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The Stranger / The Fall by Albert Camus

The Stranger / The Fall

by Albert Camus

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It's only natural that these two novels by Albert Camus are featured together in this volume, as they both share many similar traits, including existentialism, guilt, moral inaction, and judgement both by and of society.

The Stranger's narrator Meursault is an emotionally vacant individual who suffers a vast disconnect from society. This is immediately apparent in the beginning of the book as he deals dispassionately with his mother's death, and his inability to care about anything eventually results in his arrest and trial for a seemingly unmotivated murder. Meursault is prosecuted less for the crime itself than for his detached worldview - which makes him a stranger to society - and only by confronting death does he approach any affection or appreciation for life. The Stranger is masterfully written, with numerous parallel events exposing the hidden truth to Meaursault's actions and words through textual evidence, and demands a close second reading to truly appreciate the layered narrative. Meursault is a surprisingly sympathetic character despite his condition, which is probably one of the many reasons that Camus is often referred to as an "optimistic existentialist."

Another first-person narrative, The Fall features the rambling confession of Judge-Penitent Clamence, who describes over several conversations his self-perpetuated fall from grace after an incident at which his inaction exposed to him the hypocrisy of the self-image he had created for himself and others. Once a highly respected humanitarian lawyer, he now lives in voluntary exile in Amsterdam, which is compared both geographically and atmospherically to Dante's circles of Hell. Clamence's confessional can be seen as a secular envisioning of man's exile from Eden, and also as a veiled expression of the author's own feeling's of guilt over his wife, who suffered from clinical depression (and once attempted to commit suicide) due in part to his extramarital affairs and admitted poor treatment of her.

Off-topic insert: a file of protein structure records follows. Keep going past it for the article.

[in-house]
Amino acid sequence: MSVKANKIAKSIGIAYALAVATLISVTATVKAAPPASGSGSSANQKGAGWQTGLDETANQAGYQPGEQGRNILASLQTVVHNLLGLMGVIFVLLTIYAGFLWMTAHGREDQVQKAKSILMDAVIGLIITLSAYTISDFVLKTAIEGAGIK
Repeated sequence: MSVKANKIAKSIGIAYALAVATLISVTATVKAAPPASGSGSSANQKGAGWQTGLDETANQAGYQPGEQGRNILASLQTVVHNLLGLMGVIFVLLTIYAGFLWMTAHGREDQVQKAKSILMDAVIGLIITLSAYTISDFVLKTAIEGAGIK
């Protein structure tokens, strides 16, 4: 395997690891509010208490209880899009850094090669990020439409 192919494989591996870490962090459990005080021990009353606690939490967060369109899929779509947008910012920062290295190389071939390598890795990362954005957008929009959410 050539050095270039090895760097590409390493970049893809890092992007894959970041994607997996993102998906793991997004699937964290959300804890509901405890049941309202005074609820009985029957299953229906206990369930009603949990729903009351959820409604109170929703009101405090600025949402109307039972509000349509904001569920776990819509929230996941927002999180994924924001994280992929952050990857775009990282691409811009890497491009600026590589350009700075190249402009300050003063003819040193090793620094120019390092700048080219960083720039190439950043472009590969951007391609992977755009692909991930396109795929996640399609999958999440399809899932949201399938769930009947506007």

Both novels are occasionally referenced as having hedonistic main characters, but this is a misguided analysis, as Meursault from The Stranger only pursues pleasurable experiences on selfish whim, yet readily adapts to not requiring his vices when they are denied in prison, and The Fall's Clamence mires himself in Amsterdam's red light district as both punishment for and to remind himself of his true self.

The Stranger is my favorite of the two novels, due mainly to the voice of The Fall's narrator, Clamence. While his long-winded monologues faithfully capture the pretense and unrestrained ego of the character, it still weighs down story and prevents it from flowing as freely and naturally as Meurault's brief and concise observations in The Stranger. Despite this personal preference, both The Stranger and The Fall are important works that delve into the darker side of human nature and the role of the individual in society, and deliver profound philosophical quandaries on a personal level that not only engages the reader, but touches them irrevocably. ( )
  smichaelwilson | May 10, 2017 |
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Maman died today. Or maybe yesterday, I don't know.
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Caught in the grip of forces he does not understand, a quiet, ordinary clerk in Algiers commits a murder.

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